The Murrow Indian Children’s Home site claims their mission is to “provide a safe nurturing environment, spiritual foundation, and cultural experiences to Native American Children in crisis.” But they refused a much-needed donation from an Atheist group on the grounds that “it would go against everything they believe in.” Even after Matt Wilbourn went the extra mile by setting up a GoFundMe page and raising $19,000 for these children the home, run by Baptists, still wouldn’t accept the money.
You’d think that if this organization truly cared about the well-being of these children they would accept donations regardless of who/where they came from, but apparently that’s not the case, because they continue to refuse his donations despite the fact that the money would greatly benefit the children living at the home. Their refusal has outraged many and the comments on their Facebook page reflect that.
One of the first things I thought of when I found out this children’s home was run by Baptists was all the times I’ve heard Christians say “I work to save others because of His commandment.” I couldn’t help but think that maybe they refused the money because as an atheist Matt wasn’t commanded by god to give anything, he did it out of the goodness of his godless heart.
The next thing that caught my attention was that this religious organization was running a home specifically for Native American children, which in my opinion should never happen, especially when you consider the long and dark history between Christianity and America’s indigenous people. Christians have had a sick desire to cleanse Native Americans of their unique spiritual beliefs, languages, and culture since they arrived. Deeming the indigenous people savages that need to be “saved.” So missionaries began to travel across the country setting up churches, and in the late 19th and 20th centuries boarding schools and homes for “orphans,” just like the Murrow Indian Children’s Home.
The man responsible for the Murrow Home, J.S. Murrow, was baptized in 1854 at the age of 19 and ordained by the First Baptist Church in Macon, Georgia in 1857. From what I’ve read it seems that Rev. Murrow wasn’t much different from any other missionary of that time, except for the fact that his obsession with “saving” the natives from themselves also extended to kids. He may have had good intentions but it doesn’t change the fact that he set out with the goal of destroying a peoples spirituality and culture so he could replace it with his own, but I’m sure he never thought about it like that, Christian missionaries never do.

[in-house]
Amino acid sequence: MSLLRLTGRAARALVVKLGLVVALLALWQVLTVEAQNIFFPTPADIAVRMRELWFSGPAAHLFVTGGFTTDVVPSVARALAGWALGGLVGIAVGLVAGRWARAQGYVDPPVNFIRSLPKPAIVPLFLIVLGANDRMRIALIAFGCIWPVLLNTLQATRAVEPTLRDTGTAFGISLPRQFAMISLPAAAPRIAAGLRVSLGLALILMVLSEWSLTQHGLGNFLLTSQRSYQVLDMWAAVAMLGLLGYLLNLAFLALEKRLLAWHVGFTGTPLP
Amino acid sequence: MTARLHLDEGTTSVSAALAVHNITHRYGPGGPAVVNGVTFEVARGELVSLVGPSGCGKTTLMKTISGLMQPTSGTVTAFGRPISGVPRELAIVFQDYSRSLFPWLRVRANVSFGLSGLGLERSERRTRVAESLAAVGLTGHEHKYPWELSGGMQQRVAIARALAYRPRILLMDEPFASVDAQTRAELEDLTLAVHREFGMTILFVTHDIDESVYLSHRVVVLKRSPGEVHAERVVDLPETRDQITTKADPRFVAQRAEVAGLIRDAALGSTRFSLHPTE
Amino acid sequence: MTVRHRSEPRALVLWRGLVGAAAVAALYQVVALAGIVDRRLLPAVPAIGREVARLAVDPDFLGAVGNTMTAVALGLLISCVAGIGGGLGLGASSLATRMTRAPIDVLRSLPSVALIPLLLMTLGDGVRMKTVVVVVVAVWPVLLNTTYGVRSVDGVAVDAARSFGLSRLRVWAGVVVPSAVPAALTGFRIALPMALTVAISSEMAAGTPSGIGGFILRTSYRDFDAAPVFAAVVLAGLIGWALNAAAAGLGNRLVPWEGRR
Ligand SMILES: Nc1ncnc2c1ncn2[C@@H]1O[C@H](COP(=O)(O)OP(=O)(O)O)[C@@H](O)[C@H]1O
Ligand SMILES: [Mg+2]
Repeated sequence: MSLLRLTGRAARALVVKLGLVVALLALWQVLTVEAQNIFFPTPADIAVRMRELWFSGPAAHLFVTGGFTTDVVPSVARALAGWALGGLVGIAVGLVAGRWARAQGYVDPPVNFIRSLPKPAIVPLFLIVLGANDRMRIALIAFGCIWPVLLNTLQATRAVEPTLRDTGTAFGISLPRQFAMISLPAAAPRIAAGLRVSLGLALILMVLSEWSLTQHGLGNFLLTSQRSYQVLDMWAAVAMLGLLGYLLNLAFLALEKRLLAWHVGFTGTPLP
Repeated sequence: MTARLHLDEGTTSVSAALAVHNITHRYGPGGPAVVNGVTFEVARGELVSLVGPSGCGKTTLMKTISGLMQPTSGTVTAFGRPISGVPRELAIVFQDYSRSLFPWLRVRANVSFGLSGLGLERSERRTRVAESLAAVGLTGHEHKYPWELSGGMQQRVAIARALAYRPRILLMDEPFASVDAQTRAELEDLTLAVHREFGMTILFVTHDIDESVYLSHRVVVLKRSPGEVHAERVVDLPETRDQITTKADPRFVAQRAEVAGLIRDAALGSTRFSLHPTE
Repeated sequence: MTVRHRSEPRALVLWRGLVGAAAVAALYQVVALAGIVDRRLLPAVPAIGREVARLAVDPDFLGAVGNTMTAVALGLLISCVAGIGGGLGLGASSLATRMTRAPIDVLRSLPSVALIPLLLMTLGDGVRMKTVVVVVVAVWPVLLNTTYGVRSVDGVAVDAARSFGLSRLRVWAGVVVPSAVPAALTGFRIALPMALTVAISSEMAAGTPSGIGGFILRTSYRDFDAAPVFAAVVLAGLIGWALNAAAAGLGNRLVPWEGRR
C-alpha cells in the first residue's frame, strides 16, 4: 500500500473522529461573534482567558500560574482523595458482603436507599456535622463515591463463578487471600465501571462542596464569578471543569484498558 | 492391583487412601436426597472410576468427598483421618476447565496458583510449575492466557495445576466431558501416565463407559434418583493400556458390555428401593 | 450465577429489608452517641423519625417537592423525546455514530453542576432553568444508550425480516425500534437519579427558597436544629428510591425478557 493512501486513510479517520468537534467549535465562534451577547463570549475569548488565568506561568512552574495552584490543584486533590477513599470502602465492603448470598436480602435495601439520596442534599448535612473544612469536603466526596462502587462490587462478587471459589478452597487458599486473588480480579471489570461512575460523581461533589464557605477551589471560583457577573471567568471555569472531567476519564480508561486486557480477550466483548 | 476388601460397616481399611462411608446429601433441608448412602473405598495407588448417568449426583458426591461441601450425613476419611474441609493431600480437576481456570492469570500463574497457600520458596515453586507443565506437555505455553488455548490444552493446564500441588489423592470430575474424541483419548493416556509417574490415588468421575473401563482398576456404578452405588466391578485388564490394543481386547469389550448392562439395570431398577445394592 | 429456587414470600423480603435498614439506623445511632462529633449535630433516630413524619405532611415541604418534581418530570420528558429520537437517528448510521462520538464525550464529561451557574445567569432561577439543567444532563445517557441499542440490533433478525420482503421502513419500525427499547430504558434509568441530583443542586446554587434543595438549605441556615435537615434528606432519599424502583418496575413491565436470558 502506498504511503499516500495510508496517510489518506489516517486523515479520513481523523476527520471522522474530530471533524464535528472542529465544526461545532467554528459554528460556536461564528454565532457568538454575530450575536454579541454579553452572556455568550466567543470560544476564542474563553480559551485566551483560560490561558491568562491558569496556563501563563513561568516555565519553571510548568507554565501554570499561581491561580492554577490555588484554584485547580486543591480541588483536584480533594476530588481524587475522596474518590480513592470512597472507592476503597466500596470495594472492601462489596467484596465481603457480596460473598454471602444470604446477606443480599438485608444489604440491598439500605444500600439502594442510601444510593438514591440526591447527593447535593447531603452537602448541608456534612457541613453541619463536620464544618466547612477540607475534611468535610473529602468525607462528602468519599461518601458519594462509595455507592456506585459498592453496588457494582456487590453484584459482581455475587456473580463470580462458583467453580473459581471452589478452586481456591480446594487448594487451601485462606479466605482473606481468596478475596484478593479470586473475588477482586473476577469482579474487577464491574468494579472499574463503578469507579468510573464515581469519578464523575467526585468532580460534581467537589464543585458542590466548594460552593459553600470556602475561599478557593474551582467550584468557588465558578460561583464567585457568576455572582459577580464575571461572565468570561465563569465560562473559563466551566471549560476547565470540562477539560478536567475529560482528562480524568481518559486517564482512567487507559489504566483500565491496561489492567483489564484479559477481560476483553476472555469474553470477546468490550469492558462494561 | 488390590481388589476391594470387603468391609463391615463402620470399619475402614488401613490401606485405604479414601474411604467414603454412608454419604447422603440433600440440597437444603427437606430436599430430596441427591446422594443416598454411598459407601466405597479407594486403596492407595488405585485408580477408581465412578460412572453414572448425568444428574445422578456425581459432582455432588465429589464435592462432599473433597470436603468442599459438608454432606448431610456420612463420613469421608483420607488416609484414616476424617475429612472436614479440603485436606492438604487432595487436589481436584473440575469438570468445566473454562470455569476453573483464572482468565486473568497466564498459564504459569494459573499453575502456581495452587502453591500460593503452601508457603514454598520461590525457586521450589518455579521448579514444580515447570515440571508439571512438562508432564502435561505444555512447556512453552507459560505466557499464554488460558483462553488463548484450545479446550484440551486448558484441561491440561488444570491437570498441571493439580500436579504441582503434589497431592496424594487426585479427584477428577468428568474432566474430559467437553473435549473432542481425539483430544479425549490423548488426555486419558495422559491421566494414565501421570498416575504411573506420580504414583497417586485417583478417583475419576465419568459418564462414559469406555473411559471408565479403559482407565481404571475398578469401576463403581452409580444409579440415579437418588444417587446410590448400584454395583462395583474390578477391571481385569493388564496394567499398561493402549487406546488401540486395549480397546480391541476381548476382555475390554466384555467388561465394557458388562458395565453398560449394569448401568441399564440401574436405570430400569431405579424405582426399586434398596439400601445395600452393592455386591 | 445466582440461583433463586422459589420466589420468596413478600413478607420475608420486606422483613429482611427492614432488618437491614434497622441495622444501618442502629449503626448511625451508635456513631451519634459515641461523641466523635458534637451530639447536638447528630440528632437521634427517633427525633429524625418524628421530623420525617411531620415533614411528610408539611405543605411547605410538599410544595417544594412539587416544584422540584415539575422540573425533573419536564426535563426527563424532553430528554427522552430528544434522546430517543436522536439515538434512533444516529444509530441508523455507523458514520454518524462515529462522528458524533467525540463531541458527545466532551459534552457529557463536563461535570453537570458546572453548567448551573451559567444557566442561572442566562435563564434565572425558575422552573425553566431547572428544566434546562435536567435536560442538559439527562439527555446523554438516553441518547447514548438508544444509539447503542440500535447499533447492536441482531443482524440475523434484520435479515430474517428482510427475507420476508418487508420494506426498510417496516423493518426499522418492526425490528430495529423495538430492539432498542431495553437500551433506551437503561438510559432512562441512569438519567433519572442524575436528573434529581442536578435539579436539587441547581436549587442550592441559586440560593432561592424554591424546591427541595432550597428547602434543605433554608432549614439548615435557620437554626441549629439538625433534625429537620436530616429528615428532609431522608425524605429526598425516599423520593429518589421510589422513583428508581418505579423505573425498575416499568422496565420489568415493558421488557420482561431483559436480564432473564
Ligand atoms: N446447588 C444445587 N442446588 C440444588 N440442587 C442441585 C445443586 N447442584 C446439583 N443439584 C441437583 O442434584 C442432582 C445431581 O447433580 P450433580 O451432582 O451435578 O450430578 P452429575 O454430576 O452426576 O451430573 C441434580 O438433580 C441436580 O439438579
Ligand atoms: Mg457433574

According to Murrow Homes site Rev. Murrow was finally able to build his academy for orphaned America Indian Children in 1887 and it’s been operating for over 100 years.
The site also makes it very clear that the wicked practice of child indoctrination has been kept alive all this time. Even their job announcement has strong emphasis on the importance of Christianity. I’m even skeptical now as to whether or not all of these children are genuinely from abusive or neglectful households.
The ACLU writes in a 2014 article that in South Dakota Indian children’s are 11 times more likely to be removed from their families and placed in foster care than non-Indian children.
A Family For Every Child states that between 2009-2011 in Oregon Native American children made up 2.8% of all children in Oregon and 6.9% of all children in Oregon foster care. Only 41.7% of Native American children in Multnomah County (Oregon) are reunified with family when exiting foster care, compared to a higher percentage of white children.
In 1978 Congress passed the Indian Child Welfare Act (ICWA) in an effort to prevent Native families being torn apart by state and/or local officials without a valid reason, despite this, many Native youth are still placed in non-native homes and in many places the number of Native children in foster care is disproportionately high when you take into account the total Native population of that city or state. Stealing Native children and placing them in boarding schools and orphanages/foster care is not by any means a new thing and I highly recommend reading up on it.
If you’re interested in learning more about the history of Murrow Home, and/or the any of the other topics discussed, you can check out:
https://historyforthechristianfaith.wordpress.com/2014/07/19/father-murrow-guardian-of-american-indians/ (has additional history but with a very biased spin)
http://indiancountrytodaymedianetwork.com/2012/12/22/stealing-our-american-indian-children (several good articles on this site)